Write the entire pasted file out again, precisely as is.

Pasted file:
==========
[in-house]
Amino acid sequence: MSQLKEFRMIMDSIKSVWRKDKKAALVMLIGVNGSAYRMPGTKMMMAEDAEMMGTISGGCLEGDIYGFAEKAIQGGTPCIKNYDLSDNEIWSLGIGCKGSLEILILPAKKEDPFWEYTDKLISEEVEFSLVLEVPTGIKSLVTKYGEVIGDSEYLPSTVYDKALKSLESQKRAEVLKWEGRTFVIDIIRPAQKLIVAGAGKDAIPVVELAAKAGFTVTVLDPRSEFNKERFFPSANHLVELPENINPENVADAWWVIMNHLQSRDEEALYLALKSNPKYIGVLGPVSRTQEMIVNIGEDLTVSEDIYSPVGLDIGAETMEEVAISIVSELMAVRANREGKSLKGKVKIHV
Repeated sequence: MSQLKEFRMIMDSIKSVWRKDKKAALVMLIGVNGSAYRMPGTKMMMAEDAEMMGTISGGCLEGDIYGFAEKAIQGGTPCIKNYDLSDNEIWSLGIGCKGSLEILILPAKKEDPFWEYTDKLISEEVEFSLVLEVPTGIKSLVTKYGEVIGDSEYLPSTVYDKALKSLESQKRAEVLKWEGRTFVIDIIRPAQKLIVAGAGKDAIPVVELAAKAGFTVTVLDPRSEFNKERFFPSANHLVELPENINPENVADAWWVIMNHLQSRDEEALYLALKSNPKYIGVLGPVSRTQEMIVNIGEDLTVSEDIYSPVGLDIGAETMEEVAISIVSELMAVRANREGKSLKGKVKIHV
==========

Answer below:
[in-house]
Amino acid sequence: MSQLKEFRMIMDSIKSVWRKDKKAALVMLIGVNGSAYRMPGTKMMMAEDAEMMGTISGGCLEGDIYGFAEKAIQGGTPCIKNYDLSDNEIWSLGIGCKGSLEILILPAKKEDPFWEYTDKLISEEVEFSLVLEVPTGIKSLVTKYGEVIGDSEYLPSTVYDKALKSLESQKRAEVLKWEGRTFVIDIIRPAQKLIVAGAGKDAIPVVELAAKAGFTVTVLDPRSEFNKERFFPSANHLVELPENINPENVADAWWVIMNHLQSRDEEALYLALKSNPKYIGVLGPVSRTQEMIVNIGEDLTVSEDIYSPVGLDIGAETMEEVAISIVSELMAVRANREGKSLKGKVKIHV
Repeated sequence: MSQLKEFRMIMDSIKSVWRKDKKAALVMLIGVNGSAYRMPGTKMMMAEDAEMMGTISGGCLEGDIYGFAEKAIQGGTPCIKNYDLSDNEIWSLGIGCKGSLEILILPAKKEDPFWEYTDKLISEEVEFSLVLEVPTGIKSLVTKYGEVIGDSEYLPSTVYDKALKSLESQKRAEVLKWEGRTFVIDIIRPAQKLIVAGAGKDAIPVVELAAKAGFTVTVLDPRSEFNKERFFPSANHLVELPENINPENVADAWWVIMNHLQSRDEEALYLALKSNPKYIGVLGPVSRTQEMIVNIGEDLTVSEDIYSPVGLDIGAETMEEVAISIVSELMAVRANREGKSLKGKVKIHV